Archive for the ‘Intermediate’ Category

If you’ve written much CSS, then you probably know that the different implementations of the CSS rules by each rendering engine are really frustrating. Firefox, Opera, IE5, IE6, IE7, Safari, and more all seem to have different interpretations of how your code should look. They make no exception with the use of different rules that allow you to center objects.

Some common ways are to use margin: 0 auto; on a block level element, and using text-align: center; on the parent of an inline element. Well, the auto sides setting on the margin rule doesn’t always act like it should, and you might not want all of your actual text centered. So here’s a better solution, albeit a bit more strict in it’s implementation:

#centerMe {
display: block;
position: absolute;
width: 500px;
left: 50%;
margin-left: -250px;

Okay so what’s going on here? With the left rule we’re forcing the left side of the object to be in the exact center of the screen. Since it’s then going to be too far to the right, we use the margin-left rule to bring it back by half of the width of the object. Obviously, this doesn’t work too well with dynamically sized objects, which is why I mentioned that it’s a bit strict; however, I think it’s an excellent way of getting around browser inconsistencies regarding margin: 0 auto;.

There’s been this long standing bug with IE and changing the src attribute to update the image. Under certain conditions, it causes the image to simply disappear. There are two well known solutions to this problem:

1.) Have an alert box popup immediately after the change.

2.) Use a setTimeout function.

Neither of these is exactly pretty. But fear not, there’s a new way to do this that’s really ingenious. Are you ready for it? Here it is in an example:

var src=””;
document.getElementById(‘myimage’).src = src;
return false;

Did you catch that? Just add “return false;” immediately after the update to the image src! Hopefully this will save you an entire day of frustration. 😉

There’s a rather unknown property in CSS called text-transform. It allows you to force all the text for a particular element to be transformed to UPPERCASE, Proper Case, or lowercase.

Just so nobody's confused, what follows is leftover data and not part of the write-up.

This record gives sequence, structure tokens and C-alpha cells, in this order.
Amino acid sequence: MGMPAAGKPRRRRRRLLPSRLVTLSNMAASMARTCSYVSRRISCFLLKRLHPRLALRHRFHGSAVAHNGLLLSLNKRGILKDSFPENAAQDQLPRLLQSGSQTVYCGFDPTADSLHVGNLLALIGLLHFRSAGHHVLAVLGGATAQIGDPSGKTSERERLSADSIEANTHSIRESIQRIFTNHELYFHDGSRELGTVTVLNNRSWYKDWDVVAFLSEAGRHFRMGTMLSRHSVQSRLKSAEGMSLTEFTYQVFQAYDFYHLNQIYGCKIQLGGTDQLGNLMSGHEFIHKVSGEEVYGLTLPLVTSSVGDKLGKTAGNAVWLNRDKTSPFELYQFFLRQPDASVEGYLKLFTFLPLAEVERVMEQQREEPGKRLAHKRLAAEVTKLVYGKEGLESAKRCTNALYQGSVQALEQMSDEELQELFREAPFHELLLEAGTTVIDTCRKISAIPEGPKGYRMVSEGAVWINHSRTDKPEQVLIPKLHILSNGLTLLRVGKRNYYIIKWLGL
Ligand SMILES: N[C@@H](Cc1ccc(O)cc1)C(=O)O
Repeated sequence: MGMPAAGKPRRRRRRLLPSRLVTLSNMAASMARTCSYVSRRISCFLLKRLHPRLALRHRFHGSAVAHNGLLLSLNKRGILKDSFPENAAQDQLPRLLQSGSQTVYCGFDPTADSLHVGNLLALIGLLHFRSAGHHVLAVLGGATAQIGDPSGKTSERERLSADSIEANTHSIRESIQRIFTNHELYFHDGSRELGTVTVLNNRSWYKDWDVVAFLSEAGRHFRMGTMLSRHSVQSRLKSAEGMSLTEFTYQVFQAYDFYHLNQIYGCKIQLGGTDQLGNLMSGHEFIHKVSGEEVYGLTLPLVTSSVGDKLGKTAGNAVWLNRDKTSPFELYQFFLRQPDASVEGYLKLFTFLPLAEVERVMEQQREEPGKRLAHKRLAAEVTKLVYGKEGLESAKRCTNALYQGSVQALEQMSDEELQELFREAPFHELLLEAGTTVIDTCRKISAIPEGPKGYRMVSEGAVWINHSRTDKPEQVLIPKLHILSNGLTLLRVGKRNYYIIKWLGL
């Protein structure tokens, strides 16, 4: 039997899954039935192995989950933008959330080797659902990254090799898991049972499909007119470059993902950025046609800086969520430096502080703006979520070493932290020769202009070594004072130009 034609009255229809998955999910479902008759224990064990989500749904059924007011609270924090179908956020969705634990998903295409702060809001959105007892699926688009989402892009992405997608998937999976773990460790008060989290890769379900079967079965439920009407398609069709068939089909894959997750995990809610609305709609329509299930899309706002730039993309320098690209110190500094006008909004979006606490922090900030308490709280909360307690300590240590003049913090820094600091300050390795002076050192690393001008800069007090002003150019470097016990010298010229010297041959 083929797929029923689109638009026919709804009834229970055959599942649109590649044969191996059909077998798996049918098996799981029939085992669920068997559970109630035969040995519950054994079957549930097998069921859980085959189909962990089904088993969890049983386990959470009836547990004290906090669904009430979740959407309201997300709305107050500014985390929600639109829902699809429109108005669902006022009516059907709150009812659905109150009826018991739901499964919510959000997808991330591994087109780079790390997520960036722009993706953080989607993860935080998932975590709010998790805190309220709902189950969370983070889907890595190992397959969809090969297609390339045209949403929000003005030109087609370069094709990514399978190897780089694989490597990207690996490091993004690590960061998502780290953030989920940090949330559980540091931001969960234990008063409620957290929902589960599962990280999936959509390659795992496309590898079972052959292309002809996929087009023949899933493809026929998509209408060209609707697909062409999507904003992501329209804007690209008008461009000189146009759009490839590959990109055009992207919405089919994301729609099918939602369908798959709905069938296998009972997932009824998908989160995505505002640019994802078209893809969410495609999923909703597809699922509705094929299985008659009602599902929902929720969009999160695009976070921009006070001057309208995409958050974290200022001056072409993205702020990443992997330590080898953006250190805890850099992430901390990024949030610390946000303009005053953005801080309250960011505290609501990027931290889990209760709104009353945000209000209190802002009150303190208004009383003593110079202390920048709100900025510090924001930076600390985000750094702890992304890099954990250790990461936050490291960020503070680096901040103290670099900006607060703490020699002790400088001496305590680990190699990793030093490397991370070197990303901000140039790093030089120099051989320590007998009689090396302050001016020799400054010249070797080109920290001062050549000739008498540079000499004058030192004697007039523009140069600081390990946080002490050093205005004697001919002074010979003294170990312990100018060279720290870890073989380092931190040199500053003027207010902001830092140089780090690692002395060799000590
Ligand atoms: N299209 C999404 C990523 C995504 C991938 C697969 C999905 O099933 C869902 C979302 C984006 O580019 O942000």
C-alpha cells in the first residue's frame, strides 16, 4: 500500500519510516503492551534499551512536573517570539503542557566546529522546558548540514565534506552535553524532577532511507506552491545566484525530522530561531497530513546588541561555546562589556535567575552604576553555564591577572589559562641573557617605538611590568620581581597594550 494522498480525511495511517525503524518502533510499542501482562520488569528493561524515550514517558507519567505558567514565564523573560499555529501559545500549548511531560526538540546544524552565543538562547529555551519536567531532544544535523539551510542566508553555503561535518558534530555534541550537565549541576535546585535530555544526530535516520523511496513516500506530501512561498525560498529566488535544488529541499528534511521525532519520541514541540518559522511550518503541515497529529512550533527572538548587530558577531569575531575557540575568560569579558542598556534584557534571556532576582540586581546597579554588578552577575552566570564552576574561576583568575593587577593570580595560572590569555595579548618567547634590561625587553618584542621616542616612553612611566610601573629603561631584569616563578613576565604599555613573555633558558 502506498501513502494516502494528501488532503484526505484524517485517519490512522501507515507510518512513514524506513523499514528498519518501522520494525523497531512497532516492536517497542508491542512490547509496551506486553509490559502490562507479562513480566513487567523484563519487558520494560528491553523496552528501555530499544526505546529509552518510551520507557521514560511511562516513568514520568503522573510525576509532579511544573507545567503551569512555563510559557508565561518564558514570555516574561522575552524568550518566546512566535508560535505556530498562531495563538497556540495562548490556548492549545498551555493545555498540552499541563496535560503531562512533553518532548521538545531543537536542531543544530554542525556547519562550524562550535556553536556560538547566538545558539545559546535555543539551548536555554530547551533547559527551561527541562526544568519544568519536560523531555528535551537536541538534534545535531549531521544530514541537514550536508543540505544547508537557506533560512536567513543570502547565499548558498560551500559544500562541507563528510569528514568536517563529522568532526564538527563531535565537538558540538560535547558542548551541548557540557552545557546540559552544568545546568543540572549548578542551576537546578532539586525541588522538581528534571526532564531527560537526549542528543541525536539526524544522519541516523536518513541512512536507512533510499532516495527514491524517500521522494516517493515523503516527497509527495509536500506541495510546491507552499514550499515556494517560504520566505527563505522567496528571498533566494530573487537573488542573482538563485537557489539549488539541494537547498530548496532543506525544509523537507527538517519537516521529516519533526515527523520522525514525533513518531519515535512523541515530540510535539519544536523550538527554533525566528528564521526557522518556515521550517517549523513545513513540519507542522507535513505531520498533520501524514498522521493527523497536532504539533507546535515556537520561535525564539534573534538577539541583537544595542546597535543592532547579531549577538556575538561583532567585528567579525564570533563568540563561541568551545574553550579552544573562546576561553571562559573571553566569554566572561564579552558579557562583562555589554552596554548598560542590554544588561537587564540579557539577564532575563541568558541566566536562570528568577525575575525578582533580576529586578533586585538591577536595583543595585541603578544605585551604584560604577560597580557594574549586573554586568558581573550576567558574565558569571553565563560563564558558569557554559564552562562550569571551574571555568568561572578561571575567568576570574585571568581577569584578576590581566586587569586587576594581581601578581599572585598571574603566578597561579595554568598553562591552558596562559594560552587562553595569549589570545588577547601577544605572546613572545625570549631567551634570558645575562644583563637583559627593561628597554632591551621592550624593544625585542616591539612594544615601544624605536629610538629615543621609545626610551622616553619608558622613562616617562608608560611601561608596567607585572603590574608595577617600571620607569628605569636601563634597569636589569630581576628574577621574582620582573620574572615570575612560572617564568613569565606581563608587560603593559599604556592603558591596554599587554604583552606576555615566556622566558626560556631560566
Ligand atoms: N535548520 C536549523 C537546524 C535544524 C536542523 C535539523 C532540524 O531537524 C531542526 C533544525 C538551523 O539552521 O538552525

strong {
text-transform: lowercase; /* force text to lowercase */
text-transform: uppercase; /* force text to uppercase */
text-transform: capitalize; /* force text to proper case */

It’s quite useful for making your links stand out, or making sure that all the links in your menu bar are uppercase. You can also use it in association with :hover, :active, :visited, and :link to make your links go all uppercase when hovered over.

Did I mention that you can also use this to force text to become Proper Case (so the first letter in each word is capitalized)? That means if you aren’t going to need to store the information differently, you don’t need to bother using a server side language to change text to proper case, you can just set your CSS up right!

Some other cool uses for this include making all the text entered in a CAPTCHA input text field uppercase so the user doesn’t have any question as to whether the CAPTCHA is case sensitive or not (note, this will only affect the display, so data sent to your scripts might not have caps), and showing the active link as uppercase, instead of changing the color or underlining it!

Yup, we’re back in college, only your professor is hardly politically correct and he’s learned by actually doing it. We’re going to hit some basic points of design that I see a lot of amateurs missing that you should definitely know about.

Rules are meant to guide, and there are always good reasons to break them. The same goes with laws, but we’re talking about design. You should learn to follow the rule, until you really know what you are doing and you can justify breaking the rule.

Your first rule: simplicity. I don’t mean fail to use CSS to style your page and just write one paragraph in plain text with no colors or layout. I do mean don’t clutter your website up with images that don’t complement each other, use 13 different colors, or fill every inch of the page with something. Doing this just makes your page chaos.